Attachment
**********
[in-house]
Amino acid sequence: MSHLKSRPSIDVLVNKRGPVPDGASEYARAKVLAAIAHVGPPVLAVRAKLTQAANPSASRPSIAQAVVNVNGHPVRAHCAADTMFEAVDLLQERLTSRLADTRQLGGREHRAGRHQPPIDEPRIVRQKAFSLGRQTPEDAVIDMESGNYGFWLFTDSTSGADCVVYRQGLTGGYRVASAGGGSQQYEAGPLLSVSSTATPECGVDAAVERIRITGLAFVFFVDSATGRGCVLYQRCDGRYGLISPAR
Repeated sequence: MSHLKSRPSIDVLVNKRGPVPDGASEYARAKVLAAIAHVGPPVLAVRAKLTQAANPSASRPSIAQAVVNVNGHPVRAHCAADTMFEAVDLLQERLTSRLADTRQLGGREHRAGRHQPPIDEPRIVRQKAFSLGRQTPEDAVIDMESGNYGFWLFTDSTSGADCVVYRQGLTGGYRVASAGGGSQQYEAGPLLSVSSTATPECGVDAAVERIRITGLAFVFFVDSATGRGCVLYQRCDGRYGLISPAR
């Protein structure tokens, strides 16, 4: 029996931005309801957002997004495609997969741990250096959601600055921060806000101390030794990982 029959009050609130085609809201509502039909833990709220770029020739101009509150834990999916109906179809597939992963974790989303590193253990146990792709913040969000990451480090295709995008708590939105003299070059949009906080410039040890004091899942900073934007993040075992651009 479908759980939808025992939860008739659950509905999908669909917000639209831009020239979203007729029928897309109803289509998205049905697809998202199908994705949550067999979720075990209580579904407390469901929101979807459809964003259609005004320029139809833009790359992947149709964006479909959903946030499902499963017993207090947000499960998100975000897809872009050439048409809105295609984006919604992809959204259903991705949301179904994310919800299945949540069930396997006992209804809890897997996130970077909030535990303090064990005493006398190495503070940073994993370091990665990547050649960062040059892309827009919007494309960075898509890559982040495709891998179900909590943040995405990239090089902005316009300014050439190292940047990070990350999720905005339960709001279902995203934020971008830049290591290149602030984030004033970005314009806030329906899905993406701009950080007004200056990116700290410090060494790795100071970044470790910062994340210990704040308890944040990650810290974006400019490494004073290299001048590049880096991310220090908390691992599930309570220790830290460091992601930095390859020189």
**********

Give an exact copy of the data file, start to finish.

[in-house]
Amino acid sequence: MSHLKSRPSIDVLVNKRGPVPDGASEYARAKVLAAIAHVGPPVLAVRAKLTQAANPSASRPSIAQAVVNVNGHPVRAHCAADTMFEAVDLLQERLTSRLADTRQLGGREHRAGRHQPPIDEPRIVRQKAFSLGRQTPEDAVIDMESGNYGFWLFTDSTSGADCVVYRQGLTGGYRVASAGGGSQQYEAGPLLSVSSTATPECGVDAAVERIRITGLAFVFFVDSATGRGCVLYQRCDGRYGLISPAR
Repeated sequence: MSHLKSRPSIDVLVNKRGPVPDGASEYARAKVLAAIAHVGPPVLAVRAKLTQAANPSASRPSIAQAVVNVNGHPVRAHCAADTMFEAVDLLQERLTSRLADTRQLGGREHRAGRHQPPIDEPRIVRQKAFSLGRQTPEDAVIDMESGNYGFWLFTDSTSGADCVVYRQGLTGGYRVASAGGGSQQYEAGPLLSVSSTATPECGVDAAVERIRITGLAFVFFVDSATGRGCVLYQRCDGRYGLISPAR
């Protein structure tokens, strides 16, 4: 029996931005309801957002997004495609997969741990250096959601600055921060806000101390030794990982 029959009050609130085609809201509502039909833990709220770029020739101009509150834990999916109906179809597939992963974790989303590193253990146990792709913040969000990451480090295709995008708590939105003299070059949009906080410039040890004091899942900073934007993040075992651009 479908759980939808025992939860008739659950509905999908669909917000639209831009020239979203007729029928897309109803289509998205049905697809998202199908994705949550067999979720075990209580579904407390469901929101979807459809964003259609005004320029139809833009790359992947149709964006479909959903946030499902499963017993207090947000499960998100975000897809872009050439048409809105295609984006919604992809959204259903991705949301179904994310919800299945949540069930396997006992209804809890897997996130970077909030535990303090064990005493006398190495503070940073994993370091990665990547050649960062040059892309827009919007494309960075898509890559982040495709891998179900909590943040995405990239090089902005316009300014050439190292940047990070990350999720905005339960709001279902995203934020971008830049290591290149602030984030004033970005314009806030329906899905993406701009950080007004200056990116700290410090060494790795100071970044470790910062994340210990704040308890944040990650810290974006400019490494004073290299001048590049880096991310220090908390691992599930309570220790830290460091992601930095390859020189």